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Dodgers betting Brandon McCarthy can shoulder the load

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Joe Camporeale-USA TODAY Sports

LOS ANGELES -- Brandon McCarthy reached 200 innings in 2014 for the first time in his 10-year career. The Dodgers are waging $48 million that he can do it again, and again, signing the 31-year-old right-hander to a four-year contract on Tuesday.

It was just the second time McCarthy has pitched more than 135 innings in a season, but general manager Farhan Zaidi, who was in the Athletics' front office during McCarthy's time in Oakland, in 2011-2012, thinks the right-hander has turned a corner.

"Injury histories and medical histories are part of the equation, but we have to consider with pitchers. [Dodgers director of medical services] Stan Conte has very involved in our process of evaluating health histories and health risks going forward. With any pitcher, it's part of the cost-benefit analysis," Zaidi said on Tuesday. "There are times you want to bet on a guy for the long term because you believe he can meet or even exceed his expectations over the long haul."

Betting on McCarthy seems risky, given that hitting the disabled list was an annual occurrence for him, almost one for which you could set an appointment. McCarthy hit the disabled list 11 times in seven years, from 2007-2013, including eight times for his right shoulder.

Some time near the end of May, just about every year, McCarthy would either have inflammation or a stress fracture of his scapula in his right shoulder (the latter the result of too much built-up inflammation). In 2009, his last start before the disabled list was June 4. In 2010 it was April 24. Then May 18. Then May 17. Then May 30.

Every year, he would end up on the disabled list. At least once.

"I tried so many different little things to fix my shoulder. The old standard shoulder strengthening programs, I tried different throwing routines," McCarthy explained, "But I think those avoided the main issue, which just might have been having enough raw strength to withstand the rigors of a major league season."

On Sept. 5, 2012, McCarthy suffered another injury, this time not a shoulder issue. He was struck by a line drive off the bat of Erick Aybar, and suffered an epidural hemorrhage, brain contusion and skull fracture, and missed the rest of the season. Since it was September, McCarthy wasn't placed on the disabled list, but it was still a very serious injury.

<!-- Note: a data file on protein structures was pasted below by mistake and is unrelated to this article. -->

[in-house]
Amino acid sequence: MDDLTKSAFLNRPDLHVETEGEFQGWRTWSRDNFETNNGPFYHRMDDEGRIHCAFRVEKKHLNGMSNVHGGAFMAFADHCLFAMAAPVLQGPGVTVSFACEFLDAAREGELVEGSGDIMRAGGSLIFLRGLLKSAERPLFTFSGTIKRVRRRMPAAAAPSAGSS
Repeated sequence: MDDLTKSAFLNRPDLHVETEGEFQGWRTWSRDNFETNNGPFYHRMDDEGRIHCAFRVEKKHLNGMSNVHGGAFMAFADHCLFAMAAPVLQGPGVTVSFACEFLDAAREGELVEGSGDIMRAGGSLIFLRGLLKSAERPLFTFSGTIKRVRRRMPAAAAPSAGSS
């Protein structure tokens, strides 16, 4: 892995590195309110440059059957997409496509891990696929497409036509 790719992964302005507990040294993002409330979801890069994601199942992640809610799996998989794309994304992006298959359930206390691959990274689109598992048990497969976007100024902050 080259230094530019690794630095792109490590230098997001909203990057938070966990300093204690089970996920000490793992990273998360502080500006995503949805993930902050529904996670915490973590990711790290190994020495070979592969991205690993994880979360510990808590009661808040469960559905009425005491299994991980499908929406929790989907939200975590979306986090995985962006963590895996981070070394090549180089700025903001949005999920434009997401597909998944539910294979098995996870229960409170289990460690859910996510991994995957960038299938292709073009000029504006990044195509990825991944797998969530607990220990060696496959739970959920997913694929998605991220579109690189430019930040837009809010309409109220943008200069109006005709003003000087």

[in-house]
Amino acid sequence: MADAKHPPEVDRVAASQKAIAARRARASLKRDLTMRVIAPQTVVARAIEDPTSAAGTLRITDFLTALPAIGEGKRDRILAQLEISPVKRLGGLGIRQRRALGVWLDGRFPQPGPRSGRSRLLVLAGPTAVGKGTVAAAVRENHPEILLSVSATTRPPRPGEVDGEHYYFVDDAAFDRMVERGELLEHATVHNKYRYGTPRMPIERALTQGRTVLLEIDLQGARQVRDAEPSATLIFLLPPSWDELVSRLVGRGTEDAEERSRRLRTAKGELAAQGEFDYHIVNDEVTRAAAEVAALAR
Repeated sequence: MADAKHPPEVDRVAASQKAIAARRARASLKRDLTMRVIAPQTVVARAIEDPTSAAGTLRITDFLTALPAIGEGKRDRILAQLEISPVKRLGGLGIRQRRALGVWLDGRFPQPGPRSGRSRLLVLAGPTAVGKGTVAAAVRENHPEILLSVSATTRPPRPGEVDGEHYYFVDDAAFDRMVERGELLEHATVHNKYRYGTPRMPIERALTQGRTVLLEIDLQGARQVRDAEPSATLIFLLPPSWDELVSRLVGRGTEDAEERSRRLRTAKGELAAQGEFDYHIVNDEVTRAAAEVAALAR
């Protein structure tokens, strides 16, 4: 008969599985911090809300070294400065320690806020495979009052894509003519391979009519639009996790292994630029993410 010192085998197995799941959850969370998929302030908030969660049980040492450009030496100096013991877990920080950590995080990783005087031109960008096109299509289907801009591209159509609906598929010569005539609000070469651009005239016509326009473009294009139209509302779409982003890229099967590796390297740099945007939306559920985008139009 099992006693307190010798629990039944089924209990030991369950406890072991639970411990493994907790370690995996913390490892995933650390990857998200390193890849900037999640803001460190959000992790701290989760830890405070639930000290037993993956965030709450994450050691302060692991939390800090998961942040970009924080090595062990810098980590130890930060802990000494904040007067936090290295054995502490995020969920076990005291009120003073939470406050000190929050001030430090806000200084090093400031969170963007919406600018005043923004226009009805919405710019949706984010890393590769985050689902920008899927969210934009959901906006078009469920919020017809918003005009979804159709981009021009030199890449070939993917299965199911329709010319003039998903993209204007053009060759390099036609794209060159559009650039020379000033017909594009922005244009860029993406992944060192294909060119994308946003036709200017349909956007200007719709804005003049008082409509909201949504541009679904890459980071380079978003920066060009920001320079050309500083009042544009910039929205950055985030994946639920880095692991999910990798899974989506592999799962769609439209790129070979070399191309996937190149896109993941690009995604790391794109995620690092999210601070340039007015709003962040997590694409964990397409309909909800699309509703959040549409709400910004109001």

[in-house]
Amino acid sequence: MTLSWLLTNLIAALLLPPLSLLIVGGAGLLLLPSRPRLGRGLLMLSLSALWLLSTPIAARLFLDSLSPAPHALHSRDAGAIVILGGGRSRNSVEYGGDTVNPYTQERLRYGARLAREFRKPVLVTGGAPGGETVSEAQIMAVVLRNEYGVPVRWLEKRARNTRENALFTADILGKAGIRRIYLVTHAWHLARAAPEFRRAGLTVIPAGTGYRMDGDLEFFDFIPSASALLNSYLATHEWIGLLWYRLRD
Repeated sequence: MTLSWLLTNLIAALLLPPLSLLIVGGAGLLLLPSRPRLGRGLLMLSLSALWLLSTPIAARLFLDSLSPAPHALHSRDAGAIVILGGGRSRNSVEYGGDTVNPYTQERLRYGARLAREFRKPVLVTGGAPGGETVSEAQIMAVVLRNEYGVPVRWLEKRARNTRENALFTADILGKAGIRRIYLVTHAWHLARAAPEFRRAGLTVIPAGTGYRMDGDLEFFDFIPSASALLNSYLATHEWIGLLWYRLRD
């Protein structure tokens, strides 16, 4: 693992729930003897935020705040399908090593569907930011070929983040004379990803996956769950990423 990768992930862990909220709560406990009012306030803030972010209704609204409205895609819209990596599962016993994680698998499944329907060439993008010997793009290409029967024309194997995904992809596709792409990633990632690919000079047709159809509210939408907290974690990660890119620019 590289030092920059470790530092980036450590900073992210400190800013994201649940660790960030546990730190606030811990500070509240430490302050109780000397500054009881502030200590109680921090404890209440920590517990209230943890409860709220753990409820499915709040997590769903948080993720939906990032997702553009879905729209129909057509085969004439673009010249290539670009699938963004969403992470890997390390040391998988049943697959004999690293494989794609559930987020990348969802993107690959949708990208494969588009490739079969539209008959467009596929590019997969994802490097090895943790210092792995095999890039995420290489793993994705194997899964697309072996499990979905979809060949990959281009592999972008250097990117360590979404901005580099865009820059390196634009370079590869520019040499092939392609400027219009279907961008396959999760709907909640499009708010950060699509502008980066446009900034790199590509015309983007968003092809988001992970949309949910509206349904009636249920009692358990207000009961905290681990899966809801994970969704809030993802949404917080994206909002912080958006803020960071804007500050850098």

"Look at you, you have the upper body of a teenage boy. Let's try to get you bigger and stronger." -Brandon McCarthy's trainer, after the 2013 season

The next year, with the Diamondbacks, while on the disabled list again with right shoulder soreness, McCarthy suffered a seizure at a restaurant in Scottsdale, related to the head injury, and was put on anti-seizure medication.

McCarthy lost 13 pounds after the seizure, and said he felt tired at the end of the year, which saw him pitch 135 innings and make 22 starts, right around his average for the previous three years. He was fed up and decided to make a change, so he talked to a neighbor in Dallas who ran a gym.

"I finally got to a point of realizing I needed to get bigger and stronger," McCarthy recalled. "I found a trainer who agreed. He said, 'Look at you, you have the upper body of a teenage boy. Let's try to get you bigger and stronger.'

The 6'7 skinny pitcher was too skinny.

""I don't think I was ever strong enough upper body wise. I don't think I was strong enough in the back or shoulder," McCarthy said. "I'm very tall and skinny and one of the general maxims of baseball is that you don't lift upper body as a pitcher and you don't do it the way I needed to."

McCarthy knew things were going to be different when in May he didn't feel any pain or discomfort in his shoulder. There would be no early disabled list trip this season, or one at all.

"I'm dealing with something different now, and I might be in the place I've wanted to be for so long," he recalled thinking at the time.

Not only did McCarthy change his offseason workout; he altered his routine throughout the season as well.

He used to throw every day in between starts, but in 2014 he wouldn't pick up a baseball for two days after his start, instead lifting weights to maintain upper body strength throughout the year.

"It was a combo of rest and heavy lifting," McCarthy said. "It worked really well last year. I felt fresh all the way through."

The result was 200 innings on the nose, nearly 30 more than he has thrown in any other year. His average fastball increased from 90.8 mph to 92.9 mph, per FanGraphs, and his peripherals — 175 strikeouts, just 35 walks, 3.55 FIP, 2.87 xFIP, 52.6-percent ground ball rate — were better than his 4.05 ERA showed.

"For us, the proof is in the pudding. He got over 200 innings last year. Just as informatively, he added 2 mph to fastball, which is pretty unheard of for a guy at his age, a starting pitcher to do that," Zaidi said. "Just his ability to strengthen his upper body, to make himself into a more durable pitcher, we feel pretty good about him turning the corner. He has the ability to carry that kind of workload into the future."

McCarthy agrees.

"I've gotten to about as confident as I can possibly be," he said of his right shoulder.

The Dodgers certainly hope so.